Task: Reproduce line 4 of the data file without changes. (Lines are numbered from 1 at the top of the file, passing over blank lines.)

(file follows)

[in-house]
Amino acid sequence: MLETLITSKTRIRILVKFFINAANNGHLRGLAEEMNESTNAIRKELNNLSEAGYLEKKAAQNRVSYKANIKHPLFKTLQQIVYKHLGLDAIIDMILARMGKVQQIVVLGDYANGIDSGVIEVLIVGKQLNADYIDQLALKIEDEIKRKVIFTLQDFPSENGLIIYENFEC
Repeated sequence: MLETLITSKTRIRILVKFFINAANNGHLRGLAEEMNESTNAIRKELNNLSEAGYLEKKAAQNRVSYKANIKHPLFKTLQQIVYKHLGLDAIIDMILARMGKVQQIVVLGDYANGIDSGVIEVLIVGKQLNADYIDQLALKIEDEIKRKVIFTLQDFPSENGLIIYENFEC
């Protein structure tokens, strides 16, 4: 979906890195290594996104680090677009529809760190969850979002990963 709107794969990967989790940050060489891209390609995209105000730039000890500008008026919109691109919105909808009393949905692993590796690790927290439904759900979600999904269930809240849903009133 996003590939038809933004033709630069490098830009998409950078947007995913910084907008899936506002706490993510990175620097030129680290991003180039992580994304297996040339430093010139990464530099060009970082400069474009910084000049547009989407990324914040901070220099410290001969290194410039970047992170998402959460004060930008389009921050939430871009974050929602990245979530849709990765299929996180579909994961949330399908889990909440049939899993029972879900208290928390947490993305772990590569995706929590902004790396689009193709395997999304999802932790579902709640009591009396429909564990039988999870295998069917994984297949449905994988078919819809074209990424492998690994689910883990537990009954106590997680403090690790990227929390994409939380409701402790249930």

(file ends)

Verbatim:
């Protein structure tokens, strides 16, 4: 979906890195290594996104680090677009529809760190969850979002990963 709107794969990967989790940050060489891209390609995209105000730039000890500008008026919109691109919105909808009393949905692993590796690790927290439904759900979600999904269930809240849903009133 996003590939038809933004033709630069490098830009998409950078947007995913910084907008899936506002706490993510990175620097030129680290991003180039992580994304297996040339430093010139990464530099060009970082400069474009910084000049547009989407990324914040901070220099410290001969290194410039970047992170998402959460004060930008389009921050939430871009974050929602990245979530849709990765299929996180579909994961949330399908889990909440049939899993029972879900208290928390947490993305772990590569995706929590902004790396689009193709395997999304999802932790579902709640009591009396429909564990039988999870295998069917994984297949449905994988078919819809074209990424492998690994689910883990537990009954106590997680403090690790990227929390994409939380409701402790249930």